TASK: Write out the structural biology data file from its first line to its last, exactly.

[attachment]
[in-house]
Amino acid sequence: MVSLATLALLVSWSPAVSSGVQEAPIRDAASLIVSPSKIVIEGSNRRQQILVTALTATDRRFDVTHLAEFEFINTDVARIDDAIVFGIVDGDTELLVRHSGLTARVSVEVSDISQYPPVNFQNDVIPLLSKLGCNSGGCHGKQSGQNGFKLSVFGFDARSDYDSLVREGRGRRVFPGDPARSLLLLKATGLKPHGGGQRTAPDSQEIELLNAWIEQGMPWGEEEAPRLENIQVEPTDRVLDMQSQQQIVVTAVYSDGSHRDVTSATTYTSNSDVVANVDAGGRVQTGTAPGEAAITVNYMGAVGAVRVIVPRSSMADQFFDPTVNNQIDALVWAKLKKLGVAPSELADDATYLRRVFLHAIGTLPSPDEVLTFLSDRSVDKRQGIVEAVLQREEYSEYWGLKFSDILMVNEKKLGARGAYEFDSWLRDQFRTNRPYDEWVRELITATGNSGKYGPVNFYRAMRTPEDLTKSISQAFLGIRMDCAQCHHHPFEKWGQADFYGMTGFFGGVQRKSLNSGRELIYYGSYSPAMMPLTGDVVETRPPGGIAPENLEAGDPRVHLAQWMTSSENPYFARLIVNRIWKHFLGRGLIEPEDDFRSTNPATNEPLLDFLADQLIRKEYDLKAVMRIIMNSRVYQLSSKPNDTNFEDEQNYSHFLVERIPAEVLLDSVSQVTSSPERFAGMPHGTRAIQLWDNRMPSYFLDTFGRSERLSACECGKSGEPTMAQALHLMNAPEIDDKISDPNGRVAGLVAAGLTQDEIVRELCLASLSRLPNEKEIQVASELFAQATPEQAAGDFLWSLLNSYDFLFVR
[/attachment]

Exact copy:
[in-house]
Amino acid sequence: MVSLATLALLVSWSPAVSSGVQEAPIRDAASLIVSPSKIVIEGSNRRQQILVTALTATDRRFDVTHLAEFEFINTDVARIDDAIVFGIVDGDTELLVRHSGLTARVSVEVSDISQYPPVNFQNDVIPLLSKLGCNSGGCHGKQSGQNGFKLSVFGFDARSDYDSLVREGRGRRVFPGDPARSLLLLKATGLKPHGGGQRTAPDSQEIELLNAWIEQGMPWGEEEAPRLENIQVEPTDRVLDMQSQQQIVVTAVYSDGSHRDVTSATTYTSNSDVVANVDAGGRVQTGTAPGEAAITVNYMGAVGAVRVIVPRSSMADQFFDPTVNNQIDALVWAKLKKLGVAPSELADDATYLRRVFLHAIGTLPSPDEVLTFLSDRSVDKRQGIVEAVLQREEYSEYWGLKFSDILMVNEKKLGARGAYEFDSWLRDQFRTNRPYDEWVRELITATGNSGKYGPVNFYRAMRTPEDLTKSISQAFLGIRMDCAQCHHHPFEKWGQADFYGMTGFFGGVQRKSLNSGRELIYYGSYSPAMMPLTGDVVETRPPGGIAPENLEAGDPRVHLAQWMTSSENPYFARLIVNRIWKHFLGRGLIEPEDDFRSTNPATNEPLLDFLADQLIRKEYDLKAVMRIIMNSRVYQLSSKPNDTNFEDEQNYSHFLVERIPAEVLLDSVSQVTSSPERFAGMPHGTRAIQLWDNRMPSYFLDTFGRSERLSACECGKSGEPTMAQALHLMNAPEIDDKISDPNGRVAGLVAAGLTQDEIVRELCLASLSRLPNEKEIQVASELFAQATPEQAAGDFLWSLLNSYDFLFVR